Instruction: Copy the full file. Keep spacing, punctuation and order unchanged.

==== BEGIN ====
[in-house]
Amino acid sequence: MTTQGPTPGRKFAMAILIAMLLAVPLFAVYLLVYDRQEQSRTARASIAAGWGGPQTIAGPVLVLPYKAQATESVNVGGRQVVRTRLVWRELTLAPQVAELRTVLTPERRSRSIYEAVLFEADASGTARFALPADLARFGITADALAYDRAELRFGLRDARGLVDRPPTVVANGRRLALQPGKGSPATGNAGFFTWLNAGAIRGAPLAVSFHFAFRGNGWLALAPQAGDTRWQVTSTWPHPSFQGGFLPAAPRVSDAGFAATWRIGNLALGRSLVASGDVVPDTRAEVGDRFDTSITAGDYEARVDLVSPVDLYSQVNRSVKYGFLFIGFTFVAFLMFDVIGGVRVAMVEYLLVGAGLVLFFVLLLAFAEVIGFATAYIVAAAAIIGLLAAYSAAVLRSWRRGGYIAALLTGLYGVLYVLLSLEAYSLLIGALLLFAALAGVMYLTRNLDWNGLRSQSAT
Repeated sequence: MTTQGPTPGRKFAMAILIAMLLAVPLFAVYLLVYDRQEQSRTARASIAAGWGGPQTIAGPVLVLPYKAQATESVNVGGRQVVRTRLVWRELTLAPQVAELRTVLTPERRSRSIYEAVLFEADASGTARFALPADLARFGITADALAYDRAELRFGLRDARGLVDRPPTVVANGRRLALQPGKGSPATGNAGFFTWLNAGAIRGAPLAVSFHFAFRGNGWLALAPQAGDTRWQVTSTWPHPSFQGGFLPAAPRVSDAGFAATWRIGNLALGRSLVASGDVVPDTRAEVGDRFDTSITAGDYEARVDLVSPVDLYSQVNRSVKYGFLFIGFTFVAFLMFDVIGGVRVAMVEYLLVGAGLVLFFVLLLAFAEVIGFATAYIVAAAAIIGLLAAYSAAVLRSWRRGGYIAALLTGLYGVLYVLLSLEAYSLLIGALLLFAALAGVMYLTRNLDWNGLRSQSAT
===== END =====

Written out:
[in-house]
Amino acid sequence: MTTQGPTPGRKFAMAILIAMLLAVPLFAVYLLVYDRQEQSRTARASIAAGWGGPQTIAGPVLVLPYKAQATESVNVGGRQVVRTRLVWRELTLAPQVAELRTVLTPERRSRSIYEAVLFEADASGTARFALPADLARFGITADALAYDRAELRFGLRDARGLVDRPPTVVANGRRLALQPGKGSPATGNAGFFTWLNAGAIRGAPLAVSFHFAFRGNGWLALAPQAGDTRWQVTSTWPHPSFQGGFLPAAPRVSDAGFAATWRIGNLALGRSLVASGDVVPDTRAEVGDRFDTSITAGDYEARVDLVSPVDLYSQVNRSVKYGFLFIGFTFVAFLMFDVIGGVRVAMVEYLLVGAGLVLFFVLLLAFAEVIGFATAYIVAAAAIIGLLAAYSAAVLRSWRRGGYIAALLTGLYGVLYVLLSLEAYSLLIGALLLFAALAGVMYLTRNLDWNGLRSQSAT
Repeated sequence: MTTQGPTPGRKFAMAILIAMLLAVPLFAVYLLVYDRQEQSRTARASIAAGWGGPQTIAGPVLVLPYKAQATESVNVGGRQVVRTRLVWRELTLAPQVAELRTVLTPERRSRSIYEAVLFEADASGTARFALPADLARFGITADALAYDRAELRFGLRDARGLVDRPPTVVANGRRLALQPGKGSPATGNAGFFTWLNAGAIRGAPLAVSFHFAFRGNGWLALAPQAGDTRWQVTSTWPHPSFQGGFLPAAPRVSDAGFAATWRIGNLALGRSLVASGDVVPDTRAEVGDRFDTSITAGDYEARVDLVSPVDLYSQVNRSVKYGFLFIGFTFVAFLMFDVIGGVRVAMVEYLLVGAGLVLFFVLLLAFAEVIGFATAYIVAAAAIIGLLAAYSAAVLRSWRRGGYIAALLTGLYGVLYVLLSLEAYSLLIGALLLFAALAGVMYLTRNLDWNGLRSQSAT